Bet you didn’t know this: The word “incentive” is derived from a Latin music term that means “setting the tune.” When it comes to incentivizing employees to do their best, how does your payroll service bureau set a success-driving tune? Compiled from the best practices of top-selling companies, here are five proven practices for motivating your sales team.
- Set – and stretch – goals: Setting a sales goal, whether in volume or dollar amount, helps your team clearly envision their target numbers and develop their personal sales strategies accordingly. But in the same way that athletes elevate their games by pushing just a little farther than before, setting a stretch goal can help motivate your sales force to put in that extra effort to not only reach, but exceed the stated goal. Experts recommend a stretch goal that’s 20 percent over the initial target.
- Implement commission tiers and timelines: Commission tiers mean the higher the sales, the higher commission percentage a sales rep receives. It’s an effective incentive for your sales force to focus on getting one more meeting, one more client, one more sale – pushing themselves to attain that next highest tier. But while landing new clients and sales obviously is important, savvy marketers understand that retaining and ultimately upselling existing payroll service clients is key to long-term success. That’s where commission timelines come in. Too often, sales reps focus solely on landing new customers for the initial commission. Offer them additional commissions annually for keeping those customers happily engaged and upgrading their service contracts.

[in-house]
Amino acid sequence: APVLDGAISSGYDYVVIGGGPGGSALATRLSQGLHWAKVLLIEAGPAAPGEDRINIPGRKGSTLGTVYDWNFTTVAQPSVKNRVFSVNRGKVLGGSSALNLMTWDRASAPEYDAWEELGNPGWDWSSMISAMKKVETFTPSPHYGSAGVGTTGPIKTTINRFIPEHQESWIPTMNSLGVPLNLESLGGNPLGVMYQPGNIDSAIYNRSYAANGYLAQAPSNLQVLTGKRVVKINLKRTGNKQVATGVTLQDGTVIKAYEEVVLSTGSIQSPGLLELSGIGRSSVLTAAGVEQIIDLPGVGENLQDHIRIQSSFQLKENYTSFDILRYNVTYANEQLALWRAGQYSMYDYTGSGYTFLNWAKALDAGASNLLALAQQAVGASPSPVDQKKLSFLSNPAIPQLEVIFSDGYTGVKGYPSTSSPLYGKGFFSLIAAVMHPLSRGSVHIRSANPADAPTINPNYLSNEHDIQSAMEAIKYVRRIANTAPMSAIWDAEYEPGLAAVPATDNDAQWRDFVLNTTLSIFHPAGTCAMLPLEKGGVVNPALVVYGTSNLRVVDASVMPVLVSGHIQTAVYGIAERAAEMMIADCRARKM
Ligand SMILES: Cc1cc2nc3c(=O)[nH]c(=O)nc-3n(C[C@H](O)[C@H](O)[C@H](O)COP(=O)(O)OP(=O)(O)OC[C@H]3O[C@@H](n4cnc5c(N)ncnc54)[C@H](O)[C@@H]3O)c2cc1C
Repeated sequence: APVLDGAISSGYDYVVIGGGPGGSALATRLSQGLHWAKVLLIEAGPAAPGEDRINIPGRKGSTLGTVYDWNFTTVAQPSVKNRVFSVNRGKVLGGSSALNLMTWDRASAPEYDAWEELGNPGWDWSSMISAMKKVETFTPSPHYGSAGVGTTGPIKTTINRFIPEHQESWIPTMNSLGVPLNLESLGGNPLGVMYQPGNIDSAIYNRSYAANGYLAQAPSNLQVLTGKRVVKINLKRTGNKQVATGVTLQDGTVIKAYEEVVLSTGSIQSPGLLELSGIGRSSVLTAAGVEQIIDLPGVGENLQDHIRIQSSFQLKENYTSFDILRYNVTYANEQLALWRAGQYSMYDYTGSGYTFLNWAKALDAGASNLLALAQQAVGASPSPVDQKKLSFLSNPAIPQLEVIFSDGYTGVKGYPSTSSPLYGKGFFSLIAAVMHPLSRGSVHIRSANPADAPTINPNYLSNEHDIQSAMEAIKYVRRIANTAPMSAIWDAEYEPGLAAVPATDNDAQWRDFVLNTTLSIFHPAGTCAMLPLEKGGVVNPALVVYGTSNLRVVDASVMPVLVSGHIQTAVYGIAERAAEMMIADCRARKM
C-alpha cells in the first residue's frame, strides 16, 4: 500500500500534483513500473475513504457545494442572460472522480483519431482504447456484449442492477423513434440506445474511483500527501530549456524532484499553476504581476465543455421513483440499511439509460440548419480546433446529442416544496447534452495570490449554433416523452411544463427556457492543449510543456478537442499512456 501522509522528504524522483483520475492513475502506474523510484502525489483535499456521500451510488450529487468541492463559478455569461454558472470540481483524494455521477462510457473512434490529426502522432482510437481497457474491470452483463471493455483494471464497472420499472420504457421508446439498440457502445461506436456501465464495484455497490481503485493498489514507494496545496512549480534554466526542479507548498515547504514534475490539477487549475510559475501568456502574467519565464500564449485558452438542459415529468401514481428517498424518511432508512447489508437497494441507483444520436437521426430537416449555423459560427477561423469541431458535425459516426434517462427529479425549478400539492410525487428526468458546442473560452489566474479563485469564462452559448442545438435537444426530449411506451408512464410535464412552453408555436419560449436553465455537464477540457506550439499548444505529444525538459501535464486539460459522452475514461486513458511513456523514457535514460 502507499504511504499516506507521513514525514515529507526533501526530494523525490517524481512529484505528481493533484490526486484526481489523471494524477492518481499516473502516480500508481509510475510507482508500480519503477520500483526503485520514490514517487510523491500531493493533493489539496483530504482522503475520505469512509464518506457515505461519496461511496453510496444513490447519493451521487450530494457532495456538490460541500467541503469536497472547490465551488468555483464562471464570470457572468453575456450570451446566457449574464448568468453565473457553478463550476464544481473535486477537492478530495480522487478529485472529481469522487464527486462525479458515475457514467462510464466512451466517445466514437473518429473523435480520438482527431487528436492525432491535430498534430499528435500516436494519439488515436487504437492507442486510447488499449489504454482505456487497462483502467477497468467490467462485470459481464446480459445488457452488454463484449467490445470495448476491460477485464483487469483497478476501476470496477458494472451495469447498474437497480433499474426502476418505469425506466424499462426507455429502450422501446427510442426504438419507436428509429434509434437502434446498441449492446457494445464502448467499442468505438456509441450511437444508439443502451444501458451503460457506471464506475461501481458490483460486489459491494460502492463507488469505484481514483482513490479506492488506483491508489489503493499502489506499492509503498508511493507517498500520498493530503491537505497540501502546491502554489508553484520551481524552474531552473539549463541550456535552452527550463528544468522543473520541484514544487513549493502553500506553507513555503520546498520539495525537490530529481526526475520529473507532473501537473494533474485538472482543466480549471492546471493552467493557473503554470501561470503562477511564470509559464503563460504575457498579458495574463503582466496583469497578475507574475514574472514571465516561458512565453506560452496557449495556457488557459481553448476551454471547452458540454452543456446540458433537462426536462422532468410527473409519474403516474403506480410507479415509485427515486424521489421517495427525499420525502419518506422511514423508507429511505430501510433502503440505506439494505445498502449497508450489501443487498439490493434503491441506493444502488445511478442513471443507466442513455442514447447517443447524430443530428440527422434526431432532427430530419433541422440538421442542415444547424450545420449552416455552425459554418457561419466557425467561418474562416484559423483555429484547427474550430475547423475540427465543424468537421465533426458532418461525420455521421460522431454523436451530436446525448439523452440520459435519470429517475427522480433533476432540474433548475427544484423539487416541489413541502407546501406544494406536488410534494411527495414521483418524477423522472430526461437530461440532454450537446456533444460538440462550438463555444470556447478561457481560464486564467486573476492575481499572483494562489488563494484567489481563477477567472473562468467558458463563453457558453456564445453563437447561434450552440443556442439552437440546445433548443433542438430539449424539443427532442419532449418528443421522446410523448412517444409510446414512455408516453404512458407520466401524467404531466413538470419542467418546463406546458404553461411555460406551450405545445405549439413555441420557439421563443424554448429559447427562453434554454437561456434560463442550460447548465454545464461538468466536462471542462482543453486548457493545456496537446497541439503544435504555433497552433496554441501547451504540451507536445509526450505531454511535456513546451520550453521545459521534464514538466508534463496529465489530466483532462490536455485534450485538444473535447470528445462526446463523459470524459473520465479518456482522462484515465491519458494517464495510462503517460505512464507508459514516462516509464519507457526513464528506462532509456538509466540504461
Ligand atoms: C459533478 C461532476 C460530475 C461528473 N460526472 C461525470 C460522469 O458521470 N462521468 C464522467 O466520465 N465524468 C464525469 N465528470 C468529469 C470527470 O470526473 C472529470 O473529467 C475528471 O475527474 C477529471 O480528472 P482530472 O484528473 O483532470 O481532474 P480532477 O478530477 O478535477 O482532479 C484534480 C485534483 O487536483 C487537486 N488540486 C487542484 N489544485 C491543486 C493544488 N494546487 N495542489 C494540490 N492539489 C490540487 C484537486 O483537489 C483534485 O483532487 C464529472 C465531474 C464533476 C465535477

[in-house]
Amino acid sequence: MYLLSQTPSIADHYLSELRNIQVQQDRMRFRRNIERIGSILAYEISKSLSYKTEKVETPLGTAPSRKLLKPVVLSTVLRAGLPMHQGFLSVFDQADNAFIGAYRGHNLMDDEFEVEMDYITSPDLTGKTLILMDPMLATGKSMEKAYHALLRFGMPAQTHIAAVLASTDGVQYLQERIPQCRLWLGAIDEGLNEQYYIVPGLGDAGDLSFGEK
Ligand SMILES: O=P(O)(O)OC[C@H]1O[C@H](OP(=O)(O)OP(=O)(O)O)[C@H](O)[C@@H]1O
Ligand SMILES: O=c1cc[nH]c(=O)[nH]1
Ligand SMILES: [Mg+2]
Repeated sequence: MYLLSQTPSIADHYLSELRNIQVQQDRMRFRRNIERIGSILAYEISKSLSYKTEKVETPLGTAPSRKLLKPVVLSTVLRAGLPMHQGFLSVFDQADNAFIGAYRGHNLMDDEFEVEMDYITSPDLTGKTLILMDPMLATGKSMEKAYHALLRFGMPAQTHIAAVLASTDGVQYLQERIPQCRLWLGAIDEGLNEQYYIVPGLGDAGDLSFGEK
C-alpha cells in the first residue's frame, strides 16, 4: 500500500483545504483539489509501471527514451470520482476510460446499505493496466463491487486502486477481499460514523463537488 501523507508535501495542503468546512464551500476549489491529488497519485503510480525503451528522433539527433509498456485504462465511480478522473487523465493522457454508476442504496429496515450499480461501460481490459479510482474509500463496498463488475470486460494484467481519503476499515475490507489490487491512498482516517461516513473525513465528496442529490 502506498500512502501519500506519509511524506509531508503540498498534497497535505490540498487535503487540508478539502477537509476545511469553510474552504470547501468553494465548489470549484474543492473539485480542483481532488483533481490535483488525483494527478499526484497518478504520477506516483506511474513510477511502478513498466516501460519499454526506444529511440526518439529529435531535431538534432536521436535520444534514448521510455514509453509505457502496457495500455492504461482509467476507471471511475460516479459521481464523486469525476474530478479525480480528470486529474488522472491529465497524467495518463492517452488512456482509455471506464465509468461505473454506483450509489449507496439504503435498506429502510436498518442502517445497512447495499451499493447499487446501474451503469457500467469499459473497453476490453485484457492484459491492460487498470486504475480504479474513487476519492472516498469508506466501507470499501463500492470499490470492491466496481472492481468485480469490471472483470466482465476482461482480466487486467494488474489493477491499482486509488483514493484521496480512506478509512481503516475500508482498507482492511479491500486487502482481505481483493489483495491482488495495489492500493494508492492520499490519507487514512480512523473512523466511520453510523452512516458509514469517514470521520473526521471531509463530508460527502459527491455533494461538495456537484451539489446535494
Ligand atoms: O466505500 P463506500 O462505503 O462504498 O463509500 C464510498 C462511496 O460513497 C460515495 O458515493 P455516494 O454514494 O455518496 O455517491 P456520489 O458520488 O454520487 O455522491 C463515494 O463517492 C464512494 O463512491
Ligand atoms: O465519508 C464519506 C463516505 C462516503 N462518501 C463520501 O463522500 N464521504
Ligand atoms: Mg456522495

- Award commissions according to what and when a client pays: Paying commissions based on what your customer actually pays will help to discourage the use of discounts, free trials and other often counterproductive purchase incentives that can chip away at your payroll service bureau’s bottom line. Also, while some bureaus pay out commissions upfront or upon the signing of a contract, a far safer and more effective method is to pay sales commissions only after the customer has paid. If a rep lands a deal with a client for a year’s subscription payable via monthly installments, the rep also should receive commissions on a monthly basis so that your company won’t be out nine months of both client pay and commission funds should the client cancel three months into an agreement. This method helps to assure that your sales force will focus not just on the quantity of sales but the quality and potential longevity of those contracts.
- Keep it transparent: Start by assuring that your commission and bonus structure is clearly communicated and that reps understand exactly how their monthly commissions are calculated. Post a daily running tally of sales to help foster healthy competition among team members. At the end of the month, consider allowing all sales reps to view their coworkers’ commissions and ask the high achievers to share their top sales tips with their teammates. This will help to foster trust, fairness and ongoing sales training in your organization.
- Celebrate success: This can be done in a multitude of ways, including awarding bonuses for specific, over-and-above results, and recognizing and rewarding top achievers in each quarter. One creative approach that works wonders is setting aside a percentage of new revenue each quarter toward a particular reward that the full team votes on, such as a restaurant outing, game or concert tickets or some high-end company swag.
Of course, equipping your sales force with the best tools lends confidence and boosts competitiveness. And Apex HCM offers a full suite of top-line payroll, HR and time and attendance software and tools. Call 877-750-2739 to schedule a demo today.